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1967 Ford Mustang Values

Collector Car Market Review

Value Ranges

For a complete description of value ranges, click here.

1
$48,000
2
$35,000
3
$26,000
4
$12,000

Add

289-225hp (8cyl-4V) +20%
289-271hp (8cyl-4V) +60%
390-320hp (8cyl-4V) +50%
4spd manual trans +10%
Air conditioning +10%
Center console +2%
Rally wheels +5%
Int. decor group +5%
AM/FM radio +3%

Deduct

200-120hp (6cyl-1V) -20%
3spd manual transmission -8%
Manual steering -5%
Manual top (conv) -10%
Drum brakes (V8) -5%

Vehicle Description

The Mustang was a national sensation when introduced in 1964. It created a whole new market segment (“pony” cars), caught competitors napping and no doubt forced a whole lot of engineers over at GM and Chrysler to work extra hours playing catch-up.

After a successful re-style for the ‘67 model year in which the Mustang fended off new challengers from Plymouth, Chevy, and Pontiac, Ford covered all the bases with the new ’69 models. From mild to wild, there was something for everyone. All three body styles—hardtop, fastback (now called Sportsroof) and convertible–returned, and a new luxury oriented Grande option package appeared. Also new were a couple of new high-performance models, Boss 302 and Boss 429.

Starting at the bottom was the base model, featuring a 200ci six, 3spd manual transmission and a very basic interior. From there things got interesting. The Grande package included soft springs, extra brightwork in and out, vinyl roof, wire wheel covers, a richer interior with woodgrain inserts, and extra sound insulation. This package was only available on the hardtop.

The popular GT was back too, but it was de-emphasized in favor of new performance models: Mach 1, Boss 302, and Boss 429. All were Sportsroof body styles. The Mach 1 was the volume performance edition. Base powertrain was a new 351ci V8 with 2bbl carburetion, backed by a 3-speed manual transmission. Its distinctive appearance package included a simulated air scoop with concealed turn signals, hood lock pins, two color-keyed “racing” mirrors, E70 x 14 white wall fiberglass tires mounted on GT style wheels, special stripe package and many other unique cues. Inside, high-back bucket seats, simulated teakwood appointments, deluxe “rim-blow” steering wheel and a large clock mounted in the center of the passenger side pod of the dash were included.

But Ford was just getting warmed up. Mid-year saw the introduction of the famed Boss 302 and Boss 429 models. These were bold, no pretense performance cars, with styling to match. The Boss 302 weighed in with a 290hp 4bbl V8 and 4-speed manual transmission. No automatic was available. The Boss 302 got all kinds of other performance goodies: high capacity clutch, high-rise intake with a Holley 780cfm 4-bbl carburetor, F-60 x 15 tires on 7″ rims, power front disc brakes, dual-exhaust, beefed up suspension, 3.50:1 rear axle, quick ratio steering, functional front spoiler, and several other Boss specific details. Created to compete directly with the Camaro Z-28s both in the marketplace and in the SCCA Trans-Am series, the Boss shied away from nothing.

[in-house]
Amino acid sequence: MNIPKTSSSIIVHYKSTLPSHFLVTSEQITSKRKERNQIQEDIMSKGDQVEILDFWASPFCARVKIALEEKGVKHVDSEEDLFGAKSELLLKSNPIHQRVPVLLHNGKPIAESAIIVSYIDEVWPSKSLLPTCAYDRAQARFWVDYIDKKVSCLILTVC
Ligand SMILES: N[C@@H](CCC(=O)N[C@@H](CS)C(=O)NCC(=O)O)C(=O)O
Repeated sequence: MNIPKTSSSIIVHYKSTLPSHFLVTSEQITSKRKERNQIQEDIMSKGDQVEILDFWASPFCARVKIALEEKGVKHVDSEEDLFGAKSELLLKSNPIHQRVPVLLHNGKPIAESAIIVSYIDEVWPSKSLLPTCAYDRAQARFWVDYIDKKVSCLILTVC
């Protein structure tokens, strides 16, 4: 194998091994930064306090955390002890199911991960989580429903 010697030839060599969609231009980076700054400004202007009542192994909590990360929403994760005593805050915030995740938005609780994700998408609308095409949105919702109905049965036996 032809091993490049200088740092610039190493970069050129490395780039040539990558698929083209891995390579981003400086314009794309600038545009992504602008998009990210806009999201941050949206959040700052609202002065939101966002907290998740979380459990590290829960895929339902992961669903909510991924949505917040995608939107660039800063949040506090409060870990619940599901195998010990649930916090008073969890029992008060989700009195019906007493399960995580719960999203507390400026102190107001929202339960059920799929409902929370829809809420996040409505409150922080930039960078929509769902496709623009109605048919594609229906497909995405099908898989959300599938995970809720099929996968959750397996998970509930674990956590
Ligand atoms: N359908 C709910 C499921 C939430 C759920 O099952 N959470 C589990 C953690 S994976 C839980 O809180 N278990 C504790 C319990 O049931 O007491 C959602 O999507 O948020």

Another mid-year introduction was the most fearsome Mustang ever produced, the Boss 429. The heart of this model was a very special 429ci V8 that Ford needed to put into production to qualify it for NASCAR racing. In somewhat similar fashion to the early Shelby Mustangs, they were pulled off the assembly line and shipped to Kar Kraft in Dearborn for the necessary modifications and final assembly. Part of this involved structural bracing and a very heavy-duty suspension, but the engine is the real story. It featured aluminum “semi-hemi” heads, a driver controlled ram-air intake, 8-quart oil capacity with oil cooler, a statically and dynamically balanced crankshaft with 5 main bearings, solid lifters and a 735cfm Holley four-barrel carburetor. It was officially rated for 375 horses at 5200 rpm, providing 450 foot-pounds of torque at 3400 rpm. Backing this was a close-ratio four-speed transmission and a 9-inch 31-spline 3.91:1 Traction-Lok rear axle.